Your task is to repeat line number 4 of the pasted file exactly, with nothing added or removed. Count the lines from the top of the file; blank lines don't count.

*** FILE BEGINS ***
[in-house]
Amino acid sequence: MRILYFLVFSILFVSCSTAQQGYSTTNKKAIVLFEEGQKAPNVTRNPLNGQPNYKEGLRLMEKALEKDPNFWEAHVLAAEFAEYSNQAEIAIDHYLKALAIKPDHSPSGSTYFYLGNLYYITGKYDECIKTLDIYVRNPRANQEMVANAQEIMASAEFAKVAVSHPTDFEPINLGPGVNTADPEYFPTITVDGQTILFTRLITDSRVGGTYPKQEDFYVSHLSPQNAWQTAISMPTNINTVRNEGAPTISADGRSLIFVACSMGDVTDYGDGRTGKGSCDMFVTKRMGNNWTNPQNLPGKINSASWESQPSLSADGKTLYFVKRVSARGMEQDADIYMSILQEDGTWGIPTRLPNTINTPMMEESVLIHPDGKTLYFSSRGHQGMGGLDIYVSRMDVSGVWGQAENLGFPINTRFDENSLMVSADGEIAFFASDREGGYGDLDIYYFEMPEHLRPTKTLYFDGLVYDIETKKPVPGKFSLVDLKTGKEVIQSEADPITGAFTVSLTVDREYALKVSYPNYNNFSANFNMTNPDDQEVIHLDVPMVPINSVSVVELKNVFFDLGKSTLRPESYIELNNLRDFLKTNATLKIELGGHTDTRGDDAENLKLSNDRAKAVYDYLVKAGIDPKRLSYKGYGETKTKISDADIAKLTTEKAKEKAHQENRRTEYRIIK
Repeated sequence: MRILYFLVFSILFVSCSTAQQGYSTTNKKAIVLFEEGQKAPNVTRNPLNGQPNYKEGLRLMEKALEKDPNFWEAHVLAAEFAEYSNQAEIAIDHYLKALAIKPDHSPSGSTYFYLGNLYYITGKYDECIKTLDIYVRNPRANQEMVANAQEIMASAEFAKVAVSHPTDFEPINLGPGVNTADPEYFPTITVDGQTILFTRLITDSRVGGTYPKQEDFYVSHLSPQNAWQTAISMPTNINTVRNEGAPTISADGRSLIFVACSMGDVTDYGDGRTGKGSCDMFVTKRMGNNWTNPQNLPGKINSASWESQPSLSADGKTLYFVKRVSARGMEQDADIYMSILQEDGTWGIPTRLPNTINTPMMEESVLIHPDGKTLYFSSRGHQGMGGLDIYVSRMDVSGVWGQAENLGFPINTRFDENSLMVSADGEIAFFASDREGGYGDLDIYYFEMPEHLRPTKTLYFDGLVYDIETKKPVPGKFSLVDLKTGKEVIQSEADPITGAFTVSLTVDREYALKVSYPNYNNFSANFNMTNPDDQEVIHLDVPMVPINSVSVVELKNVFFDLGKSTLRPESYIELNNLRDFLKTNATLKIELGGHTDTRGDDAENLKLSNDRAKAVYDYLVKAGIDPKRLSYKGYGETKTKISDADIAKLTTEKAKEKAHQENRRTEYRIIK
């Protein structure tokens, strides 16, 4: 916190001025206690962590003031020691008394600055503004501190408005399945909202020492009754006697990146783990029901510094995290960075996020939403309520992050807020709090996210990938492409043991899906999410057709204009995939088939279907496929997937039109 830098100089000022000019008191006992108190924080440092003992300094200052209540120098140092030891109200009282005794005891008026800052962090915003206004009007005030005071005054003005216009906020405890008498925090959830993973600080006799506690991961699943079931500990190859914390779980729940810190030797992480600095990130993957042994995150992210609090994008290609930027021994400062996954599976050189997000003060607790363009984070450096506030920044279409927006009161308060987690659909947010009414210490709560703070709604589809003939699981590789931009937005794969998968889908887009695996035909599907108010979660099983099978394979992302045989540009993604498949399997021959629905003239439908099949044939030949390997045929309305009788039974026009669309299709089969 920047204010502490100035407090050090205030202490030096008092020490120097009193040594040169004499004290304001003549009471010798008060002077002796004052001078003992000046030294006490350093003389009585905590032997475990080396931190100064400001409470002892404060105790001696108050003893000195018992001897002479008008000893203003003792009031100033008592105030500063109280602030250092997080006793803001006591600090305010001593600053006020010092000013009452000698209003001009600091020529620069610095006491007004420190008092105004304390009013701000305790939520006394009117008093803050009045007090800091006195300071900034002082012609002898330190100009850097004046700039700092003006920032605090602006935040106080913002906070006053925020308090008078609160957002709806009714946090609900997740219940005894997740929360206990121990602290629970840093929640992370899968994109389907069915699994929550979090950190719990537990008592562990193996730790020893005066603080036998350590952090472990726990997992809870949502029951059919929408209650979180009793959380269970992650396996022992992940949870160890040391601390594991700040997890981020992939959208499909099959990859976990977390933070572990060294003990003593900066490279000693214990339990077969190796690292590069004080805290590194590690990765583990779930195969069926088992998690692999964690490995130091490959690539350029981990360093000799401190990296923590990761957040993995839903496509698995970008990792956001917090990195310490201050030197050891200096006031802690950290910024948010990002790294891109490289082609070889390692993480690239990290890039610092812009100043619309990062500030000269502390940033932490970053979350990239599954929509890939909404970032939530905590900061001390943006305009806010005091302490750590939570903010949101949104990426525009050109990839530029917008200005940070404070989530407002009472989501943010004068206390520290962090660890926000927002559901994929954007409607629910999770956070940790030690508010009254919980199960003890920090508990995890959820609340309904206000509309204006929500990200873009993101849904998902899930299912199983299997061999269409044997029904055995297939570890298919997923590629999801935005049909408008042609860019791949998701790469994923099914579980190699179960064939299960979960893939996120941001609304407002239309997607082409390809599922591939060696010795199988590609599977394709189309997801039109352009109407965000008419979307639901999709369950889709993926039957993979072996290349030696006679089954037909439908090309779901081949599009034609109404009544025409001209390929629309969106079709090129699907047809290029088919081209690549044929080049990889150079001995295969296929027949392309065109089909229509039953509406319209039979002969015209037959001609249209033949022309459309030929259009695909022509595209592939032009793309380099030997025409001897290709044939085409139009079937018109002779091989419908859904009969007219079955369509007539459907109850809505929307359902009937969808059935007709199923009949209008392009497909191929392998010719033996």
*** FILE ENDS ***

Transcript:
């Protein structure tokens, strides 16, 4: 916190001025206690962590003031020691008394600055503004501190408005399945909202020492009754006697990146783990029901510094995290960075996020939403309520992050807020709090996210990938492409043991899906999410057709204009995939088939279907496929997937039109 830098100089000022000019008191006992108190924080440092003992300094200052209540120098140092030891109200009282005794005891008026800052962090915003206004009007005030005071005054003005216009906020405890008498925090959830993973600080006799506690991961699943079931500990190859914390779980729940810190030797992480600095990130993957042994995150992210609090994008290609930027021994400062996954599976050189997000003060607790363009984070450096506030920044279409927006009161308060987690659909947010009414210490709560703070709604589809003939699981590789931009937005794969998968889908887009695996035909599907108010979660099983099978394979992302045989540009993604498949399997021959629905003239439908099949044939030949390997045929309305009788039974026009669309299709089969 920047204010502490100035407090050090205030202490030096008092020490120097009193040594040169004499004290304001003549009471010798008060002077002796004052001078003992000046030294006490350093003389009585905590032997475990080396931190100064400001409470002892404060105790001696108050003893000195018992001897002479008008000893203003003792009031100033008592105030500063109280602030250092997080006793803001006591600090305010001593600053006020010092000013009452000698209003001009600091020529620069610095006491007004420190008092105004304390009013701000305790939520006394009117008093803050009045007090800091006195300071900034002082012609002898330190100009850097004046700039700092003006920032605090602006935040106080913002906070006053925020308090008078609160957002709806009714946090609900997740219940005894997740929360206990121990602290629970840093929640992370899968994109389907069915699994929550979090950190719990537990008592562990193996730790020893005066603080036998350590952090472990726990997992809870949502029951059919929408209650979180009793959380269970992650396996022992992940949870160890040391601390594991700040997890981020992939959208499909099959990859976990977390933070572990060294003990003593900066490279000693214990339990077969190796690292590069004080805290590194590690990765583990779930195969069926088992998690692999964690490995130091490959690539350029981990360093000799401190990296923590990761957040993995839903496509698995970008990792956001917090990195310490201050030197050891200096006031802690950290910024948010990002790294891109490289082609070889390692993480690239990290890039610092812009100043619309990062500030000269502390940033932490970053979350990239599954929509890939909404970032939530905590900061001390943006305009806010005091302490750590939570903010949101949104990426525009050109990839530029917008200005940070404070989530407002009472989501943010004068206390520290962090660890926000927002559901994929954007409607629910999770956070940790030690508010009254919980199960003890920090508990995890959820609340309904206000509309204006929500990200873009993101849904998902899930299912199983299997061999269409044997029904055995297939570890298919997923590629999801935005049909408008042609860019791949998701790469994923099914579980190699179960064939299960979960893939996120941001609304407002239309997607082409390809599922591939060696010795199988590609599977394709189309997801039109352009109407965000008419979307639901999709369950889709993926039957993979072996290349030696006679089954037909439908090309779901081949599009034609109404009544025409001209390929629309969106079709090129699907047809290029088919081209690549044929080049990889150079001995295969296929027949392309065109089909229509039953509406319209039979002969015209037959001609249209033949022309459309030929259009695909022509595209592939032009793309380099030997025409001897290709044939085409139009079937018109002779091989419908859904009969007219079955369509007539459907109850809505929307359902009937969808059935007709199923009949209008392009497909191929392998010719033996």